The Evangelical Vote and Foley

The New York Times reported the other day that evangelical Christians blame Mark Foley for his failures and not the institution.  The article explains:

But in dozens of interviews here in southeastern Virginia, a conservative Christian stronghold that is a battleground in races for the House and Senate, many said the episode only reinforced their reasons to vote for their two Republican incumbents in neck—and—neck re—election fights, Representative Thelma Drake and Senator George Allen.

The piece continues by explaining that even though evangelicals may feel frustrated and some may likely drop their support for Republicans,  Democrats will not recognize a corresponding gain.

Then this key paragraph presents the categorical philosophical difference between the two parties in addressing moral issues:

But as far as culpability in the Foley case, Mr. Dunn (Dean of the school of government at Regent University) said, House Republicans may benefit from the evangelical conception of sin. Where liberals tend to think of collective responsibility, conservative Christians focus on personal morality. 'The conservative Christian audience or base has this acute moral lens through which they look at this, and it is very personal,' Mr. Dunn said. 'This is Foley's personal sin.'

The quizzical word 'sin' provides the infamous sword that draws the line in the sand. Evangelicals infer its reality.

Secularists and amoral thinkers often deride the concept as old fashioned scare language. They view wrong actions through the lens of social victimization.

The word 'sin' for evangelicals identifies foul behavior as both an anthropological characteristic and a targeted choice.  People commit evil acts because of a predisposition to do so. Sin, at its core, identifies the motivational warrant for this bent toward evil. It subliminally declares, 'If there's a god I'm it.'  I do what I do because I want to.  Everyone else be damned.

The Foley affair demonstrates this phenomenon. He is, he wants to, therefore he does.  And his baneful selfish (I'm god) actions, transfer a contagion that devastates even the innocent, including  the collective political party. The aftermath leaves scattered human debris for which no one claims responsibility. 

This irresponsibility is the telltale sign of sin.  Evangelicals predicate the solution on the assumption that Mr. Foley must accept personal responsibility for his actions, renounce his sinful life style, and entrust his life to a group of Christians who incarnate Christ.  Likewise, other individuals involved in Foley's 'sin' must do the same.

This explains why evangelicals continue to support the party philosophy.  They throw the dirty water out, and keep the baby.

Liberals, on the other hand, keep the dirty water — a water indicative of a tainted baby.

Jeffrey Taylor is a minister in the United Methodist Church.

The New York Times reported the other day that evangelical Christians blame Mark Foley for his failures and not the institution.  The article explains:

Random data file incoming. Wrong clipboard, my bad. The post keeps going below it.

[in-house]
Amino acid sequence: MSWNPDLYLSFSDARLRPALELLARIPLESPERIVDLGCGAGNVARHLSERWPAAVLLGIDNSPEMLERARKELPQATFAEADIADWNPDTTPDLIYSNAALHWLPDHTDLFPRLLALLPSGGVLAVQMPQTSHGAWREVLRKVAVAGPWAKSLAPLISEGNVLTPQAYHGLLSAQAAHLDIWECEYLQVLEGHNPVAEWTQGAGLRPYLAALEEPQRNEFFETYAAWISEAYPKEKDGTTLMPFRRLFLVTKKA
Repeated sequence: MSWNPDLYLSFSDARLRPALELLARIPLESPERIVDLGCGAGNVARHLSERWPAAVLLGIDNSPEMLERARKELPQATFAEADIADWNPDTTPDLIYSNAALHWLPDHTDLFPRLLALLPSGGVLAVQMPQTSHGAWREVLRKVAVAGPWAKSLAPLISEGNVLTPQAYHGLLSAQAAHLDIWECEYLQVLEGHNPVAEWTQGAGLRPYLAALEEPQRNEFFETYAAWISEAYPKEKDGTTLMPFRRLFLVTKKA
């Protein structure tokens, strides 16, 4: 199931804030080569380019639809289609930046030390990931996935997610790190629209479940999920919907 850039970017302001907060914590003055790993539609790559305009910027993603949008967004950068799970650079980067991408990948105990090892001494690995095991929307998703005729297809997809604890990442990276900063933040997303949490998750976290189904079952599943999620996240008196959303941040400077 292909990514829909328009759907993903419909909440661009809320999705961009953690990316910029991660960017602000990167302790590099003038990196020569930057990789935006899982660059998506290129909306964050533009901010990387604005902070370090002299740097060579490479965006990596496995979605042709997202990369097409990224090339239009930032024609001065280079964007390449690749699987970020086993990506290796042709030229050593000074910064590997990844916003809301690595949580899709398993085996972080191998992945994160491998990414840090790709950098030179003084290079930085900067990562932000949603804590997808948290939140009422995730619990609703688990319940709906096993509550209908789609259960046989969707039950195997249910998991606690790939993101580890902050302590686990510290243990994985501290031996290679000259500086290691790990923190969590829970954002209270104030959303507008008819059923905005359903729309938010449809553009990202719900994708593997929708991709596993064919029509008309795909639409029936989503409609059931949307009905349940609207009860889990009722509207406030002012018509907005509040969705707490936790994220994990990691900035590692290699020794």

But in dozens of interviews here in southeastern Virginia, a conservative Christian stronghold that is a battleground in races for the House and Senate, many said the episode only reinforced their reasons to vote for their two Republican incumbents in neck—and—neck re—election fights, Representative Thelma Drake and Senator George Allen.

The piece continues by explaining that even though evangelicals may feel frustrated and some may likely drop their support for Republicans,  Democrats will not recognize a corresponding gain.

Then this key paragraph presents the categorical philosophical difference between the two parties in addressing moral issues:

But as far as culpability in the Foley case, Mr. Dunn (Dean of the school of government at Regent University) said, House Republicans may benefit from the evangelical conception of sin. Where liberals tend to think of collective responsibility, conservative Christians focus on personal morality. 'The conservative Christian audience or base has this acute moral lens through which they look at this, and it is very personal,' Mr. Dunn said. 'This is Foley's personal sin.'

The quizzical word 'sin' provides the infamous sword that draws the line in the sand. Evangelicals infer its reality.

Secularists and amoral thinkers often deride the concept as old fashioned scare language. They view wrong actions through the lens of social victimization.

The word 'sin' for evangelicals identifies foul behavior as both an anthropological characteristic and a targeted choice.  People commit evil acts because of a predisposition to do so. Sin, at its core, identifies the motivational warrant for this bent toward evil. It subliminally declares, 'If there's a god I'm it.'  I do what I do because I want to.  Everyone else be damned.

The Foley affair demonstrates this phenomenon. He is, he wants to, therefore he does.  And his baneful selfish (I'm god) actions, transfer a contagion that devastates even the innocent, including  the collective political party. The aftermath leaves scattered human debris for which no one claims responsibility. 

This irresponsibility is the telltale sign of sin.  Evangelicals predicate the solution on the assumption that Mr. Foley must accept personal responsibility for his actions, renounce his sinful life style, and entrust his life to a group of Christians who incarnate Christ.  Likewise, other individuals involved in Foley's 'sin' must do the same.

This explains why evangelicals continue to support the party philosophy.  They throw the dirty water out, and keep the baby.

Liberals, on the other hand, keep the dirty water — a water indicative of a tainted baby.

Jeffrey Taylor is a minister in the United Methodist Church.